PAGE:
Travel time is working time, but don’t panic…
The press reporting of the judgment of the Court of Justice of the European Union (CJEU) sparked panic amongst UK employers, fearing that their wage bills would spiral out of control if they had to pay staff for these journeys.
But there is no need to worry just yet, as Richard Woodman, Employment Partner at Royds Solicitors, points out: “The court judgment relates to the calculation of working time under the Working Time Directive, as implemented in the UK under the Working Time Regulations 1998. It does not affect the calculation of workers’ pay under the National Minimum Wage Regulations 1999 which sets out the minimum hourly rates of pay for workers in the UK.
“It is for the UK Parliament to decide in the future whether to change the NMW regulations, which are currently very specific that travel time to work and home again is not working time for the purpose of calculating pay. The judgment made it very clear that it was not dealing with whether or not the workers should be paid for this time – just whether or not it counted as ‘working time’. It stated that any issues of pay are for the Member countries to determine as they see fit.”
Federación de Servicios Privados del sindicato Comisiones obreras (CC.OO.) v Tyco Integrated Security SL “Tyco”
Tyco employed around 75 workers in Spain to install and maintain security equipment in homes and business premises. The workers were originally based at regional offices from which they collected a company car to travel to various appointments throughout the day. They returned to the regional office after their last appointment. The company then decided to close its regional offices and required workers instead to drive directly to clients’ premises from their homes. Tyco’s argument was that travel time to and from a worker’s home and the first and last assignments of the day, did not count as working time under the Working Time Directive as workers were not carrying out their duties during this time, and that only time spent travelling between various assignments in a day counted.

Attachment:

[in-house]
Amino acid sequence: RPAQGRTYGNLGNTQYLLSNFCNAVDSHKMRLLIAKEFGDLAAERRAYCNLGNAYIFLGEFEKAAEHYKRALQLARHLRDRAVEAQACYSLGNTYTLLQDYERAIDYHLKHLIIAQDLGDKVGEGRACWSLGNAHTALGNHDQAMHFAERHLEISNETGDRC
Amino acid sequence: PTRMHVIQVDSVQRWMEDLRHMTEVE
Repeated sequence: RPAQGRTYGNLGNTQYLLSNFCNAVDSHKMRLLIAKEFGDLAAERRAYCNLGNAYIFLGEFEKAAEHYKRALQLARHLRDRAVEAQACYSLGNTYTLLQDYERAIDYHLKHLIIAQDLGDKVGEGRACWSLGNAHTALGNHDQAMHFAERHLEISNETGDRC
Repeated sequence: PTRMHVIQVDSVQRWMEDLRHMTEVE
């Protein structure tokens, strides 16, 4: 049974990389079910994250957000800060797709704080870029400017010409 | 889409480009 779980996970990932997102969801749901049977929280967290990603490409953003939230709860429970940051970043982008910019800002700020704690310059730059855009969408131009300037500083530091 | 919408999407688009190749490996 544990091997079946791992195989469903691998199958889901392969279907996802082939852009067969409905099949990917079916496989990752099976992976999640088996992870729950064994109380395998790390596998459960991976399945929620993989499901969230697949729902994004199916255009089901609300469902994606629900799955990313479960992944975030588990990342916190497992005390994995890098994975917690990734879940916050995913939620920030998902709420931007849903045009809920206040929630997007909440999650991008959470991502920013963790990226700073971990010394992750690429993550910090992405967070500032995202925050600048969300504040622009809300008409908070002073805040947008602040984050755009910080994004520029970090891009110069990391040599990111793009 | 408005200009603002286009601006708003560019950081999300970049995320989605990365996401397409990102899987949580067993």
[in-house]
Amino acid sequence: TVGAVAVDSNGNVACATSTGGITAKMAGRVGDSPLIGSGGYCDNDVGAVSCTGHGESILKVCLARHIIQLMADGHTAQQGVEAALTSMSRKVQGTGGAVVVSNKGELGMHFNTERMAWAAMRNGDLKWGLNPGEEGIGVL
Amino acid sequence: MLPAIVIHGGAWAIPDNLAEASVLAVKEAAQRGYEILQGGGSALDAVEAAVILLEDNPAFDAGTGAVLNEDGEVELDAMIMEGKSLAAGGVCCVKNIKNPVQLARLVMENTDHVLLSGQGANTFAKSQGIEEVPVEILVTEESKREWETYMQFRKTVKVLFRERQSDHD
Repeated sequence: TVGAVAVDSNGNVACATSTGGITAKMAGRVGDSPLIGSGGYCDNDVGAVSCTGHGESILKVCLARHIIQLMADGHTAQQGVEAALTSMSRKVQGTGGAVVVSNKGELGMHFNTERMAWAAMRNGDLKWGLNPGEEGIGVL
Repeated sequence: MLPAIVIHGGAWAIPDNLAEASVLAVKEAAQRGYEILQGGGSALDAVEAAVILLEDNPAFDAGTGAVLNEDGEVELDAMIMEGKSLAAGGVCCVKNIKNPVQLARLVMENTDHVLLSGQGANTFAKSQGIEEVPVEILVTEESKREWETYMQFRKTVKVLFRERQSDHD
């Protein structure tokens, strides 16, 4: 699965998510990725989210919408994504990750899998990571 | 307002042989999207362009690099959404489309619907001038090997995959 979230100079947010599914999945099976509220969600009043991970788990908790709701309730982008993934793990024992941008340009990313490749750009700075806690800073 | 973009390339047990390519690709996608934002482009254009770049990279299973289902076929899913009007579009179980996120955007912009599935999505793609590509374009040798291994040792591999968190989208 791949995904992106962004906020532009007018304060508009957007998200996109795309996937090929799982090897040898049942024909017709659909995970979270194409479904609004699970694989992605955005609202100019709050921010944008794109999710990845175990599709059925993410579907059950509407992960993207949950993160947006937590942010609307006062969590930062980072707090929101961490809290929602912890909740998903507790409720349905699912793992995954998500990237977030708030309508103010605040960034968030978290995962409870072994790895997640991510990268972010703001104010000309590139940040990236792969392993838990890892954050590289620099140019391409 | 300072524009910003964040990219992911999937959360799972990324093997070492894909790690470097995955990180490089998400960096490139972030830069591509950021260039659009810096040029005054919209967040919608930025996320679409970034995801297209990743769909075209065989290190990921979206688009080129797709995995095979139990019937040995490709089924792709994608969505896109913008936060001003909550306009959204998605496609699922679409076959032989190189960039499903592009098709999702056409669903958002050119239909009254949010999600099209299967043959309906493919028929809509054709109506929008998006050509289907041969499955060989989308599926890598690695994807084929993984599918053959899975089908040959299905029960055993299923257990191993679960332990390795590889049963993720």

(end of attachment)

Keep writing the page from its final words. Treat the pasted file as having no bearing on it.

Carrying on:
The CJEU disagreed, on the basis that, as there was no fixed place of work, there was no difference between the travel time between assignments and that spent travelling from and to home at the beginning and end of each day; therefore both periods should be treated the same. The Court stated that, to do otherwise, would mean an employer such as Tyco could avoid the time between assignments counting as working time, which would severely prejudice the worker’s rights to rest breaks and holiday, both of which are calculated by reference to the amount of time worked. Such an argument, it held, "would distort that concept and jeopardise the objective of protecting the safety and health of workers" – hence this was working time.
The CJEU took into account the Advocate General’s Opinion that travelling was an integral part of being a worker without a fixed or habitual place of work – “peripatetic workers”, as defined in the Advocate General’s Opinion (an expression which, although not expressly referred to in the judgment, was not disagreed with). Workers were not free to choose the location of their home in proximity to their work, because they could be sent to different locations each day to perform their duties, some of which could be many miles from the worker’s home; in contrast to travel to a fixed office base each day where it is the worker’s choice whether to live closer or further away.
The court judgment is important as it enhances worker protection in relation to working time. It may have an effect on those workers who have not opted out of the 48 hour working week, and it may also affect the calculation of holiday and rest periods. Workers in the care and service industries who have no work base and are required to attend different client premises direct from their homes may benefit from this ruling.
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